9. L-G Petrov (Entombed) – Without a doubt the most hair-raising and hellraising voice I’ve heard this side of Tom Araya, albeit in a totally different way with equally extreme music. Petrov is in possession of a roar that is the very definition of primal with just enough melody to make you uncomfortable. One of the most distinct voices in heavy music and one that almost defies description, Petrov’s vocals are the perfect (anti-) compliment to Entombed’s trademark hand-crafted buzzsaw sound. There’s just no one else like him.
10. Ville Vallo (HIM) – If not for the grim and gothic imagery of HIM’s music, they would probably be huge here in the States. Even so, Vallo’s dark, seductive charm somehow maintains an element of innocence what with his smooth, confident crooning style no matter how heavy the music behind him is. Only he (and HIM) could have ever pulled off a heavy cover of Chris Isaak’s semi-classic “Wicked Game” and arguably made the song better. Another distinctive voice.
11. Tomi Joutsen (Amorphis) – To join an excellent band some 15 years into their existence and almost single handedly make them sound even better (read: classic) is no small feat at all and Joutsen has done it. He has the perfect voice for the band and just might have the perfect voice for this style of heavy music. Equally powerful from guttural roar to clean, melodic vocals, his sixth sense of melody and harmony makes his roar even more impressive because it is so undeniably deliberate. One of the most powerful voices I’ve ever heard and one that constantly leaves me in awe.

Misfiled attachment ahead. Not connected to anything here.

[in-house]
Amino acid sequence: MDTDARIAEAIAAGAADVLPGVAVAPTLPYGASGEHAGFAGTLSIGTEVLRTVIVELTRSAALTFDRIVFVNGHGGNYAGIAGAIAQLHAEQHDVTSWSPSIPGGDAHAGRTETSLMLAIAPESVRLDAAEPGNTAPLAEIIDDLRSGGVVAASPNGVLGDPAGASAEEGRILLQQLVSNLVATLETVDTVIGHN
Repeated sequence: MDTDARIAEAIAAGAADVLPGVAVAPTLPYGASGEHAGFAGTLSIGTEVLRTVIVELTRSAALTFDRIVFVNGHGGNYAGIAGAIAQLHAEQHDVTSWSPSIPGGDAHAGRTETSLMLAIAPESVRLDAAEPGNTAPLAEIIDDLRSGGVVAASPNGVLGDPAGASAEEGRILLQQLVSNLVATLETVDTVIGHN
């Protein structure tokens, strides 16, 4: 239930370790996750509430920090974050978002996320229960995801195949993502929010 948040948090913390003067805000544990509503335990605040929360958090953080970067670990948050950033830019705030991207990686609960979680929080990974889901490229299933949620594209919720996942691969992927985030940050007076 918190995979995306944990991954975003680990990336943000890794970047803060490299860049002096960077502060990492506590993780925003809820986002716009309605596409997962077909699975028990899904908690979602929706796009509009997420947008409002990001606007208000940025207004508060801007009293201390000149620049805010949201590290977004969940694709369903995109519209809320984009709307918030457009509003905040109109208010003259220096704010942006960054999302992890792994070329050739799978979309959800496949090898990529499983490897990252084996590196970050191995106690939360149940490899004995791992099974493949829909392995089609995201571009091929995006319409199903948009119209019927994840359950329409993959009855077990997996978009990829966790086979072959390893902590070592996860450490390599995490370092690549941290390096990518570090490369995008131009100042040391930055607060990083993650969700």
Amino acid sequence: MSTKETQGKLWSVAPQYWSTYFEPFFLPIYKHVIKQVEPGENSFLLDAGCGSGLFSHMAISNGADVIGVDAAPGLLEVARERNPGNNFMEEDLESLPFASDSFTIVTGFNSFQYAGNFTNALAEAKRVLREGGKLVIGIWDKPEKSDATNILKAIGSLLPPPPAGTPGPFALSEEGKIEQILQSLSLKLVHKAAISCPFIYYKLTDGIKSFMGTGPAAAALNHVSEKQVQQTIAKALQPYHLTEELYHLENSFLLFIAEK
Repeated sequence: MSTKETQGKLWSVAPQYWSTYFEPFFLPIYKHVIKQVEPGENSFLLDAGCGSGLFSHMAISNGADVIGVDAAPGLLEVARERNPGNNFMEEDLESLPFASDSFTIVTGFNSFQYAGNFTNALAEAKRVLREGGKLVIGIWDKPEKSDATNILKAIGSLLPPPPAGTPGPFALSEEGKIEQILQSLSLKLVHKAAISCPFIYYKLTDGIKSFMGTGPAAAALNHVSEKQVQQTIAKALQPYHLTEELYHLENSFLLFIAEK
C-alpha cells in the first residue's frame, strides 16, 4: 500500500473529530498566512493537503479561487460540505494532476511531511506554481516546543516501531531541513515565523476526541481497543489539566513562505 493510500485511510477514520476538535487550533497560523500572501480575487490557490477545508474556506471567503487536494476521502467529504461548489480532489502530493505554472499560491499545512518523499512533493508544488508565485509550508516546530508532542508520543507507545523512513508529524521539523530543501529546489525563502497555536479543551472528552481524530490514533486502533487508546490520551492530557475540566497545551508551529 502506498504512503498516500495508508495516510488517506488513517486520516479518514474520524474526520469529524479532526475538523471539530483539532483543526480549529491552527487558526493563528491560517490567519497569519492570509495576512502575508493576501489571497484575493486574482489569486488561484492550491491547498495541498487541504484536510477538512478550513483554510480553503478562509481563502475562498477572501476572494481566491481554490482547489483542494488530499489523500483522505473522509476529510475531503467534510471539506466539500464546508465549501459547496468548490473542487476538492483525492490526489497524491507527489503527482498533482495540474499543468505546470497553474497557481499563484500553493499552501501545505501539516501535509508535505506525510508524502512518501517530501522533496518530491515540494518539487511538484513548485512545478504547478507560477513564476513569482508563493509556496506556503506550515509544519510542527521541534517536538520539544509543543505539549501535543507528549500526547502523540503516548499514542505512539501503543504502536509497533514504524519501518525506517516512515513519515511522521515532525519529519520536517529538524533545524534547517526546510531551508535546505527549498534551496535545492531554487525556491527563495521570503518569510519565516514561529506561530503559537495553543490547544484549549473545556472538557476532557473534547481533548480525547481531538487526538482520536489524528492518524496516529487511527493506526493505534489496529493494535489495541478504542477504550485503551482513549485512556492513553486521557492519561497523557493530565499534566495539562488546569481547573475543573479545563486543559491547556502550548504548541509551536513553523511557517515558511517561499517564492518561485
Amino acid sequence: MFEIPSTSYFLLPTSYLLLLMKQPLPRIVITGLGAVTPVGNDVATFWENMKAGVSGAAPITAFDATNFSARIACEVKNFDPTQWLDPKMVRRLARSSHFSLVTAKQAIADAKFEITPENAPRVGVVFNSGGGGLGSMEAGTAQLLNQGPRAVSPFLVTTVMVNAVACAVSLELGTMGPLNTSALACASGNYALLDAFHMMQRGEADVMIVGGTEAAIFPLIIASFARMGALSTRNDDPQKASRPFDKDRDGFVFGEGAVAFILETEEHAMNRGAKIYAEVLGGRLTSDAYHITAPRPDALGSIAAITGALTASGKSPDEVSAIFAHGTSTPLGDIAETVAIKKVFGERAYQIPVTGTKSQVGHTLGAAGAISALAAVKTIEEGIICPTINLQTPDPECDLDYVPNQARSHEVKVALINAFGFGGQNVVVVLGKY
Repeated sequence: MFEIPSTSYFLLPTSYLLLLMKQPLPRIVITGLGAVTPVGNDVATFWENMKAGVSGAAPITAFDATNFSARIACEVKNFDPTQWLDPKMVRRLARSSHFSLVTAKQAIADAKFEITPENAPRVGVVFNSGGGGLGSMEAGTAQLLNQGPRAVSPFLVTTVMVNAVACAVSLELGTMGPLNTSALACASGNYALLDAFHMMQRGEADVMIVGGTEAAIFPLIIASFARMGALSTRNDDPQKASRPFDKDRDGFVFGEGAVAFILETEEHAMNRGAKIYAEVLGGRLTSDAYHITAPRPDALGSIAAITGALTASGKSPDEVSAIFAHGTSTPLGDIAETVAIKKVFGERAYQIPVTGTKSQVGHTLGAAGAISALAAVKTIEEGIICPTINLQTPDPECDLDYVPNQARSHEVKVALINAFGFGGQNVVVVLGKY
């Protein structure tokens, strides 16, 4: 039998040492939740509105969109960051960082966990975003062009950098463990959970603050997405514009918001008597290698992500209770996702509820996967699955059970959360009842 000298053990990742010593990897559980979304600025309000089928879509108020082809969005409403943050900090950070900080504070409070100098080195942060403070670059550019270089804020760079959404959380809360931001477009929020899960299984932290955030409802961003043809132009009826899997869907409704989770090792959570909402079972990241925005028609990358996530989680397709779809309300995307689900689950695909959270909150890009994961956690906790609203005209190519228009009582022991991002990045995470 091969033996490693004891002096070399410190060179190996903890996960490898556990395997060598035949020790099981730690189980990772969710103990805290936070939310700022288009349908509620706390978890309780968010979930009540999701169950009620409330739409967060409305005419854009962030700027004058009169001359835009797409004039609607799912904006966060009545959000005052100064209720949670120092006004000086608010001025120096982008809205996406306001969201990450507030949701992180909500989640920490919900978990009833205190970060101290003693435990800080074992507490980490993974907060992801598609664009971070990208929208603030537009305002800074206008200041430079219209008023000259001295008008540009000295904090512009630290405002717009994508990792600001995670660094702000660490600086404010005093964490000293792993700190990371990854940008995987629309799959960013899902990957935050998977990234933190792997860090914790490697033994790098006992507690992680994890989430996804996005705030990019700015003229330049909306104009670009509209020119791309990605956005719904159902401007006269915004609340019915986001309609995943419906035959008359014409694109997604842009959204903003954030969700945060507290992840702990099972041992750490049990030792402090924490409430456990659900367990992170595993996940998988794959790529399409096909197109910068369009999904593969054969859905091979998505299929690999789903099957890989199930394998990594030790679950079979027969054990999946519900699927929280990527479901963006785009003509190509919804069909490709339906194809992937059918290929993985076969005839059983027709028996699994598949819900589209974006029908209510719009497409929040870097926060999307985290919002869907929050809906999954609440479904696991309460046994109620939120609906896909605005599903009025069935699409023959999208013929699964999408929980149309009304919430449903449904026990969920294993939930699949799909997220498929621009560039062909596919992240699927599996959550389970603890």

Matt Schultz (Cage The Elephant), John Tardy (Obituary), Jeff Martin (Tea Party), Todd Lewis (Toadies), Peter Goalby (Uriah Heep), Lizzy Borden (Lizzy Borden), Christina Scabbia (Lacuna Coil), Jon Garcia (Kyuss), Siouxsie Sioux (Siouxsie & the Banshees), Edwin (IMother Earth), Damon Johnson (Brother Cane)